second portion from cylinder which will
escape into the exhaust system.

Release Process
Consider the portion that escapes from
cylinder:
Will expand into the exhaust pipe and
acquire high velocity
Kinetic energy acquired by first element will
be dissipated by fluid friction and
turbulence into internal energy and flow
work. Assuming no heat transfer, it will
reheat the charge to final state 4

Release Process
Succeeding elements will start to leave at states
between 4 and 4, expand to atmospheric
pressure and acquire velocity which will be
progressively less. This will again be dissipated
in friction.
End state will be along line 4-4, with first element
at 4 and last at 4
Process 4-4 is an irreversible throttling process
and temperature at point 4 will be higher than at
4 thus
v4 > v4

Expansion of Cylinder Charge


The portion that remains is assumed to
expand, in the ideal case, isentropically to
atmospheric.
Such an ideal cycle drawn on the pressure
versus specific volume diagram will
resemble an Atkinson cycle or the
Complete Expansion Cycle

COMPLETE EXPANSION
If V is the total volume and v the specific
volume, then mass m is given by

V
m
v
And if m1 is the TOTAL MASS OF CHARGE:

COMPLETE EXPANSION
m1

V1

v1

Let me be the RESIDUAL CHARGE


MASS, then

me

V6

v6

COMPLETE EXPANSION
f

Let f be the residual gas


fraction, given by

me
m1
V6
v6

V1
v1

V6
v
x 1
V1
v6

V2
v1
x
V1
v4 '

1
r

v1

v '
4

Mass of charge remaining in cylinder after blow


down but before start of exhaust stroke is:

m5

V5

v5

m6

V6

v6

m6 = me or mass of charge remaining in cylinder at


end of exhaust stroke or residual gas

v5

v6

V5 V6
m5 m6

Residual Gas Fraction


f = (1/r)(v1/v4)

p
1

f
1
r

Q
1
1
cvT1r
1

Temperature of residual gas T6 can be obtained


from the following relation:

T6 pe

T1 pi

Q
1

1
c
T
r
v 1

INTAKE PROCESS

Intake Process
Intake process is assumed to commence when
the inlet valve opens and piston is at TDC.
Clearance volume is filled with hot burnt charge
with mass me and internal energy ue at time t1.
Fresh charge of mass ma and enthalpy ha enters
and mixes with residual charge. Piston moved
downwards to the BDC at time t2.
This is a non-steady flow process. It can be
analyzed by applying the energy equation to the
expanding system defined in the figure. Since

Intake Process
Q W = [Eflow out Eflow in + Esystem]t1 to t2
.. (1)
and, since the flow is inward, Eflow out is
zero. Process is assumed to be adiabatic
therefore Q is zero. Thus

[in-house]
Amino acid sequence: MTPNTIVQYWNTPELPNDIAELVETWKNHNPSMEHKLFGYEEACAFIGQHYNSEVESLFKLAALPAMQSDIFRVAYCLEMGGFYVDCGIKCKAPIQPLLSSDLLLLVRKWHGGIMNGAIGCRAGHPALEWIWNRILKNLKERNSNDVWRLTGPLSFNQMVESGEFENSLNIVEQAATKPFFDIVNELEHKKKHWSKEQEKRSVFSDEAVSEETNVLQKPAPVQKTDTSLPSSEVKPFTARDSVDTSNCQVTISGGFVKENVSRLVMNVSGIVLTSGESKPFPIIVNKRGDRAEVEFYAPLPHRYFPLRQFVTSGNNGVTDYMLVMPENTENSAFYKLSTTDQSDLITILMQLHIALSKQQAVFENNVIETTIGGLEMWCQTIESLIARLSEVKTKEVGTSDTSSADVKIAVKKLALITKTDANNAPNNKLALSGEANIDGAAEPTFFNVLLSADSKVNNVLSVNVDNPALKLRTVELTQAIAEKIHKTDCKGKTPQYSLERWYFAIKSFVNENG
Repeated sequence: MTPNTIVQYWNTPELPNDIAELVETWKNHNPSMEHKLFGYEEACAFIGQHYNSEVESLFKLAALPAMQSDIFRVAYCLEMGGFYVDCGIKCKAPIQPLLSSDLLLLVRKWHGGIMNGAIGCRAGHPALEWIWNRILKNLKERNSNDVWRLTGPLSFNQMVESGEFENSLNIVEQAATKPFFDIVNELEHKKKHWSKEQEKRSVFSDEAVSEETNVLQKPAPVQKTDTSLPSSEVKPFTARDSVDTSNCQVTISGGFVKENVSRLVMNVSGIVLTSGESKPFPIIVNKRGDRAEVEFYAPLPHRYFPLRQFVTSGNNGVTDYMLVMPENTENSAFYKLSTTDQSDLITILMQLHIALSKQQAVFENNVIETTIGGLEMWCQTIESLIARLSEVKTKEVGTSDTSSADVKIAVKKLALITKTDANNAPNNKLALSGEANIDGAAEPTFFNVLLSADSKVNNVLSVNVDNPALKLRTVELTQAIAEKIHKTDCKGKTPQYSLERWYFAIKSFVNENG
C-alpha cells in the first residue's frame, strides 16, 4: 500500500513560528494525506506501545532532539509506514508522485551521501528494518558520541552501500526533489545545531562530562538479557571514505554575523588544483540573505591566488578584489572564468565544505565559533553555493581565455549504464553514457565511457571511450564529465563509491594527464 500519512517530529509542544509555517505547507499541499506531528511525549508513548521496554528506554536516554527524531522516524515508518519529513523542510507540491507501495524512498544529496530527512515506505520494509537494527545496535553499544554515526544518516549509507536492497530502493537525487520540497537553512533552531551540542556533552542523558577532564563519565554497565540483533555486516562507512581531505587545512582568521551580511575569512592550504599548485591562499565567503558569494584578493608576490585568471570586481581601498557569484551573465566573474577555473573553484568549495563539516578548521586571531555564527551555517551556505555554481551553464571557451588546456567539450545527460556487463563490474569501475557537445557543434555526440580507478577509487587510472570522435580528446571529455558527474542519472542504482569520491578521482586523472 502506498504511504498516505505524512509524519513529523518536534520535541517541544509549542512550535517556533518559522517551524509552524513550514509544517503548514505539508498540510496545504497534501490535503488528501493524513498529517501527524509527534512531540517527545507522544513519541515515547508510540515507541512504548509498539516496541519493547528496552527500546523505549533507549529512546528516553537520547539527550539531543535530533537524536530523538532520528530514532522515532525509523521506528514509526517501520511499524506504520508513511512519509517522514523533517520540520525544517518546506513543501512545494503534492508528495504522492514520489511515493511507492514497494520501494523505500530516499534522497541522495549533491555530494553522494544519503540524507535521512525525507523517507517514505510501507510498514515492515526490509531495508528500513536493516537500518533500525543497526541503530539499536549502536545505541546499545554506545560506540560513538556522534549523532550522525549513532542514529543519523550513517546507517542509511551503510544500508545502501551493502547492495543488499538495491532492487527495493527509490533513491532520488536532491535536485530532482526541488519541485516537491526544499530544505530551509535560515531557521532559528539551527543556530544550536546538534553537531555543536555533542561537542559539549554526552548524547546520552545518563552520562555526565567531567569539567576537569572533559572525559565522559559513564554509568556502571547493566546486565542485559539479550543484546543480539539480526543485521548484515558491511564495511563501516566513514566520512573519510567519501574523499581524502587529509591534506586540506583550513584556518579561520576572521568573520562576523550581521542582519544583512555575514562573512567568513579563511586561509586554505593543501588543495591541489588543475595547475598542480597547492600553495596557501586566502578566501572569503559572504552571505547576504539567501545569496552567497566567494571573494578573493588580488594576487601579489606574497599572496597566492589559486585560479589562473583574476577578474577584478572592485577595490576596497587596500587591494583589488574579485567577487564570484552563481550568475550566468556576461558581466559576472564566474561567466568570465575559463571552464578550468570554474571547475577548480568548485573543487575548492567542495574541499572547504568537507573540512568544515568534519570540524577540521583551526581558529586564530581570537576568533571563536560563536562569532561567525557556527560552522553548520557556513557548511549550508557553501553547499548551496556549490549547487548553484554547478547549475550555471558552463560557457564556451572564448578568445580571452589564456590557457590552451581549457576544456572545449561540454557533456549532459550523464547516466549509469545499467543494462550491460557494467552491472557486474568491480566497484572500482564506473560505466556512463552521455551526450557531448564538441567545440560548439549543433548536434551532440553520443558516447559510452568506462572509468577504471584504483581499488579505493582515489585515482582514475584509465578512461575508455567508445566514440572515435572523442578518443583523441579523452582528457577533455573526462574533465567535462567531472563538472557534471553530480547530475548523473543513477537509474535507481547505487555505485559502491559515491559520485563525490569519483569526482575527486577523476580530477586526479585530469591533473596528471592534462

- W = Eflow in + Esystem .

(2)

Intake Process
Assume flow is quasi-steady. Neglect
kinetic energy. Energy crossing a-a and
entering into the cylinder consists of
internal energy ua and the flow energy pava
so that
Eflow in, t1 to t2 = ma (ua + pava) . (3)

Intake Process
Change in energy of the system, Esystem,
between times t1 and t2 is entirely a change in
internal energy and since
m1 = ma + me (4)
Esystem = m1u1 - meue (5)

The mass of the charge in the intake manifold


can be ignored or made zero by proper choice of
the boundary a-a. The work done by the air on
the piston is given by

Intake Process

W pdV
This is Eq. 6
Integrated from tdc to bdc

Intake Process
This integration is carried out from TDC to
BDC. Substituting from Eq. 3, 5 and 6 in
Eq. 2 to give
BDC

pdV ma ha mu mr ur

TDC

This is the basic equation of the


Intake Process.

Intake Process
There are THREE cases of operation of an
engine. These are as follows:
1. For the spark ignition engine operating at full
throttle. This is also similar to the conventional
(naturally aspirated) compression ignition
engine. At this operating condition, exhaust
pressure, pex, is equal to inlet pressure, pin, that
is
pex/pin = 1

Intake Process
2. For the spark ignition engine operating at idle
and part throttle. At this operating condition,
exhaust pressure is greater than inlet
pressure, that is
pex/pin > 1
There are two possibilities in this case:
(i) Early inlet valve opening. Inlet valve opens
before piston reaches TDC.
(ii) Late inlet valve opening. Inlet valve opens
when piston reaches near or at TDC.

Intake Process
3. For the spark and compression ignition
engine operating with a supercharger. At
this operating condition, the inlet
pressure is greater than the exhaust
pressure, that is
pex/pin < 1

Case 1: Wide Open Throttle SI or


Conventional CI Engine.
Fig.1

WOT SI and Conventional CI


Since intake process is at manifold pressure
(assumed constant) and equal to pa
Thus p1 = pa = p6 hence
1

W pdV p1 V1 V6
6

By definition, m = V/v so that


W = m1p1v1 - mep6v6
= m1pava - mepeve

WOT SI and Conventional CI